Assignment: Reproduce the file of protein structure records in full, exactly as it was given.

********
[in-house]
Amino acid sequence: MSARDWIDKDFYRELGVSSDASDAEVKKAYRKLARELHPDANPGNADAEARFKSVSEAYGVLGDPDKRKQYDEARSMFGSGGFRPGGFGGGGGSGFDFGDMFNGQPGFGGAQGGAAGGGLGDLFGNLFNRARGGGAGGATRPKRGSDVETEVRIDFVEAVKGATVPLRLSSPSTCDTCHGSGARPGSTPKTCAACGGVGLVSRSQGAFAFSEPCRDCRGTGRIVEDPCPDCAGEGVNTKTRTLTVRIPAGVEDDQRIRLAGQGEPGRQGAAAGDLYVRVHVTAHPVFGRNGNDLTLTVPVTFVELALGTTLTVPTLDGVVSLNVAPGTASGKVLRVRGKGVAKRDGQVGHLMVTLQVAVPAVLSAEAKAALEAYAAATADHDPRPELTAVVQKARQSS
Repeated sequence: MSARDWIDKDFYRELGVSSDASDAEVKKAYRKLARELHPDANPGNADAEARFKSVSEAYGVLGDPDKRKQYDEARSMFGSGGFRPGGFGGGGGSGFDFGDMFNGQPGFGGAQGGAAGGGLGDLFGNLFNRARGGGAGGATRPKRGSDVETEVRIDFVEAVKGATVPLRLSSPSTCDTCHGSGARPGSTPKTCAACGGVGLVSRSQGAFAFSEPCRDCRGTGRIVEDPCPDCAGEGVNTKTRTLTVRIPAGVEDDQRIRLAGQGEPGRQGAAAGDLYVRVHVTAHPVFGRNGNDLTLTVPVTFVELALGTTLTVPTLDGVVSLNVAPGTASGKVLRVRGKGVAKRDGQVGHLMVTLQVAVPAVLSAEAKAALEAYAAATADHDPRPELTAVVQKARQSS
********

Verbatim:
[in-house]
Amino acid sequence: MSARDWIDKDFYRELGVSSDASDAEVKKAYRKLARELHPDANPGNADAEARFKSVSEAYGVLGDPDKRKQYDEARSMFGSGGFRPGGFGGGGGSGFDFGDMFNGQPGFGGAQGGAAGGGLGDLFGNLFNRARGGGAGGATRPKRGSDVETEVRIDFVEAVKGATVPLRLSSPSTCDTCHGSGARPGSTPKTCAACGGVGLVSRSQGAFAFSEPCRDCRGTGRIVEDPCPDCAGEGVNTKTRTLTVRIPAGVEDDQRIRLAGQGEPGRQGAAAGDLYVRVHVTAHPVFGRNGNDLTLTVPVTFVELALGTTLTVPTLDGVVSLNVAPGTASGKVLRVRGKGVAKRDGQVGHLMVTLQVAVPAVLSAEAKAALEAYAAATADHDPRPELTAVVQKARQSS
Repeated sequence: MSARDWIDKDFYRELGVSSDASDAEVKKAYRKLARELHPDANPGNADAEARFKSVSEAYGVLGDPDKRKQYDEARSMFGSGGFRPGGFGGGGGSGFDFGDMFNGQPGFGGAQGGAAGGGLGDLFGNLFNRARGGGAGGATRPKRGSDVETEVRIDFVEAVKGATVPLRLSSPSTCDTCHGSGARPGSTPKTCAACGGVGLVSRSQGAFAFSEPCRDCRGTGRIVEDPCPDCAGEGVNTKTRTLTVRIPAGVEDDQRIRLAGQGEPGRQGAAAGDLYVRVHVTAHPVFGRNGNDLTLTVPVTFVELALGTTLTVPTLDGVVSLNVAPGTASGKVLRVRGKGVAKRDGQVGHLMVTLQVAVPAVLSAEAKAALEAYAAATADHDPRPELTAVVQKARQSS